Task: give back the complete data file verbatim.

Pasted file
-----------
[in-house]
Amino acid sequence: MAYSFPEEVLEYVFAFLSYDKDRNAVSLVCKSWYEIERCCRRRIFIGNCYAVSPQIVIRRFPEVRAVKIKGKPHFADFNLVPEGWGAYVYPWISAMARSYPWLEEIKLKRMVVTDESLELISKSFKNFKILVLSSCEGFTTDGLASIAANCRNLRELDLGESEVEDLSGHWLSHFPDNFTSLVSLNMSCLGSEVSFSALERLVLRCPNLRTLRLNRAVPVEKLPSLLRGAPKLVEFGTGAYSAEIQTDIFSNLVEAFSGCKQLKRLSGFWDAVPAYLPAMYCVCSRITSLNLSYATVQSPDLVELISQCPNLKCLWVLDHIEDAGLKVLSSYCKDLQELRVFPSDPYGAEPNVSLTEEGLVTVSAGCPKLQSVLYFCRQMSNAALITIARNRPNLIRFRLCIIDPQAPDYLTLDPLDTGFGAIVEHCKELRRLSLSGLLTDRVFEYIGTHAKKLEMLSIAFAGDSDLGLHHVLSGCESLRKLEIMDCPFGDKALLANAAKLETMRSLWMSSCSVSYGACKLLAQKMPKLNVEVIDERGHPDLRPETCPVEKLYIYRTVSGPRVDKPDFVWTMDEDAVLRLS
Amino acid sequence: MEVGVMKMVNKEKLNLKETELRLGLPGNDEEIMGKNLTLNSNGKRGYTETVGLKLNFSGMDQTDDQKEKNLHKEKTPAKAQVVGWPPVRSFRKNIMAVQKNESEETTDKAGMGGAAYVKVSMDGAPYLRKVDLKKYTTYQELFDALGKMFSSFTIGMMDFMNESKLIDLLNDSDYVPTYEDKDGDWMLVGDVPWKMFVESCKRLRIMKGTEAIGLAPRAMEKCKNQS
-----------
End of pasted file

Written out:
[in-house]
Amino acid sequence: MAYSFPEEVLEYVFAFLSYDKDRNAVSLVCKSWYEIERCCRRRIFIGNCYAVSPQIVIRRFPEVRAVKIKGKPHFADFNLVPEGWGAYVYPWISAMARSYPWLEEIKLKRMVVTDESLELISKSFKNFKILVLSSCEGFTTDGLASIAANCRNLRELDLGESEVEDLSGHWLSHFPDNFTSLVSLNMSCLGSEVSFSALERLVLRCPNLRTLRLNRAVPVEKLPSLLRGAPKLVEFGTGAYSAEIQTDIFSNLVEAFSGCKQLKRLSGFWDAVPAYLPAMYCVCSRITSLNLSYATVQSPDLVELISQCPNLKCLWVLDHIEDAGLKVLSSYCKDLQELRVFPSDPYGAEPNVSLTEEGLVTVSAGCPKLQSVLYFCRQMSNAALITIARNRPNLIRFRLCIIDPQAPDYLTLDPLDTGFGAIVEHCKELRRLSLSGLLTDRVFEYIGTHAKKLEMLSIAFAGDSDLGLHHVLSGCESLRKLEIMDCPFGDKALLANAAKLETMRSLWMSSCSVSYGACKLLAQKMPKLNVEVIDERGHPDLRPETCPVEKLYIYRTVSGPRVDKPDFVWTMDEDAVLRLS
Amino acid sequence: MEVGVMKMVNKEKLNLKETELRLGLPGNDEEIMGKNLTLNSNGKRGYTETVGLKLNFSGMDQTDDQKEKNLHKEKTPAKAQVVGWPPVRSFRKNIMAVQKNESEETTDKAGMGGAAYVKVSMDGAPYLRKVDLKKYTTYQELFDALGKMFSSFTIGMMDFMNESKLIDLLNDSDYVPTYEDKDGDWMLVGDVPWKMFVESCKRLRIMKGTEAIGLAPRAMEKCKNQS